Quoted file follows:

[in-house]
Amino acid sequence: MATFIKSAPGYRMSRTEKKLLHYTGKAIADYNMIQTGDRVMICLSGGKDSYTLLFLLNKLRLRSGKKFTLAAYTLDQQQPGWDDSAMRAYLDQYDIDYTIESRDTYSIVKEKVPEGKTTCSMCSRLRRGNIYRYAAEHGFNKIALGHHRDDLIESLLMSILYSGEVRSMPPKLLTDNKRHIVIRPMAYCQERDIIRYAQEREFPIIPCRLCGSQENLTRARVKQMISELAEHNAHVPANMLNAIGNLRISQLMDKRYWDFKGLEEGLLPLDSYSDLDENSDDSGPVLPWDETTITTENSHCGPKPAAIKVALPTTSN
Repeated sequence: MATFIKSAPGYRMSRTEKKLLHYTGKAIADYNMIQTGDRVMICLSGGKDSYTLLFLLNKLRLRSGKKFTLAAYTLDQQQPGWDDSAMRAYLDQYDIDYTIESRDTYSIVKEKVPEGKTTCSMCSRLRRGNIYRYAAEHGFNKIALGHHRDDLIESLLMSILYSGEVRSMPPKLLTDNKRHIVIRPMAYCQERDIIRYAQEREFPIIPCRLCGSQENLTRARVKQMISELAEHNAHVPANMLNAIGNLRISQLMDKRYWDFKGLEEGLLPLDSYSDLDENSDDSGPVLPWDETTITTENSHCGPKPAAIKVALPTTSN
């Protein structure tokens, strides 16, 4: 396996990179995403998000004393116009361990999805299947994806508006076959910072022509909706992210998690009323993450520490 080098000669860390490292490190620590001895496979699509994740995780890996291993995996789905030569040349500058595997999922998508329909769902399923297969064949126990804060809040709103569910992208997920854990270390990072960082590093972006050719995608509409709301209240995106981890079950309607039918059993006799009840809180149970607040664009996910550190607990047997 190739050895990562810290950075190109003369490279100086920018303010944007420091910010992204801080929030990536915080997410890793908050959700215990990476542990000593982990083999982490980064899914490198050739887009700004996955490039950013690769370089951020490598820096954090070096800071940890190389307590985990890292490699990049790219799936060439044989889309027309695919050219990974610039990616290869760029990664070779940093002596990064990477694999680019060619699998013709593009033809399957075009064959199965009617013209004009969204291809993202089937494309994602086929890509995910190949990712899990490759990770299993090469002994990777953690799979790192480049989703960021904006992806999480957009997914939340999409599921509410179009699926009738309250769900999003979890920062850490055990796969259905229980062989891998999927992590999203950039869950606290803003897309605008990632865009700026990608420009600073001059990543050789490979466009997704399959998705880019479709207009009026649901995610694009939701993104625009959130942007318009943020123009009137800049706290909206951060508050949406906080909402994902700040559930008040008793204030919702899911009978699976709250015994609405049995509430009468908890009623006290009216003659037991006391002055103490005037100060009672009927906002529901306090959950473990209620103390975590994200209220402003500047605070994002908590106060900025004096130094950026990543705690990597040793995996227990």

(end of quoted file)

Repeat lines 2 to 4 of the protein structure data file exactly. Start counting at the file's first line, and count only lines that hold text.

Amino acid sequence: MATFIKSAPGYRMSRTEKKLLHYTGKAIADYNMIQTGDRVMICLSGGKDSYTLLFLLNKLRLRSGKKFTLAAYTLDQQQPGWDDSAMRAYLDQYDIDYTIESRDTYSIVKEKVPEGKTTCSMCSRLRRGNIYRYAAEHGFNKIALGHHRDDLIESLLMSILYSGEVRSMPPKLLTDNKRHIVIRPMAYCQERDIIRYAQEREFPIIPCRLCGSQENLTRARVKQMISELAEHNAHVPANMLNAIGNLRISQLMDKRYWDFKGLEEGLLPLDSYSDLDENSDDSGPVLPWDETTITTENSHCGPKPAAIKVALPTTSN
Repeated sequence: MATFIKSAPGYRMSRTEKKLLHYTGKAIADYNMIQTGDRVMICLSGGKDSYTLLFLLNKLRLRSGKKFTLAAYTLDQQQPGWDDSAMRAYLDQYDIDYTIESRDTYSIVKEKVPEGKTTCSMCSRLRRGNIYRYAAEHGFNKIALGHHRDDLIESLLMSILYSGEVRSMPPKLLTDNKRHIVIRPMAYCQERDIIRYAQEREFPIIPCRLCGSQENLTRARVKQMISELAEHNAHVPANMLNAIGNLRISQLMDKRYWDFKGLEEGLLPLDSYSDLDENSDDSGPVLPWDETTITTENSHCGPKPAAIKVALPTTSN
């Protein structure tokens, strides 16, 4: 396996990179995403998000004393116009361990999805299947994806508006076959910072022509909706992210998690009323993450520490 080098000669860390490292490190620590001895496979699509994740995780890996291993995996789905030569040349500058595997999922998508329909769902399923297969064949126990804060809040709103569910992208997920854990270390990072960082590093972006050719995608509409709301209240995106981890079950309607039918059993006799009840809180149970607040664009996910550190607990047997 190739050895990562810290950075190109003369490279100086920018303010944007420091910010992204801080929030990536915080997410890793908050959700215990990476542990000593982990083999982490980064899914490198050739887009700004996955490039950013690769370089951020490598820096954090070096800071940890190389307590985990890292490699990049790219799936060439044989889309027309695919050219990974610039990616290869760029990664070779940093002596990064990477694999680019060619699998013709593009033809399957075009064959199965009617013209004009969204291809993202089937494309994602086929890509995910190949990712899990490759990770299993090469002994990777953690799979790192480049989703960021904006992806999480957009997914939340999409599921509410179009699926009738309250769900999003979890920062850490055990796969259905229980062989891998999927992590999203950039869950606290803003897309605008990632865009700026990608420009600073001059990543050789490979466009997704399959998705880019479709207009009026649901995610694009939701993104625009959130942007318009943020123009009137800049706290909206951060508050949406906080909402994902700040559930008040008793204030919702899911009978699976709250015994609405049995509430009468908890009623006290009216003659037991006391002055103490005037100060009672009927906002529901306090959950473990209620103390975590994200209220402003500047605070994002908590106060900025004096130094950026990543705690990597040793995996227990």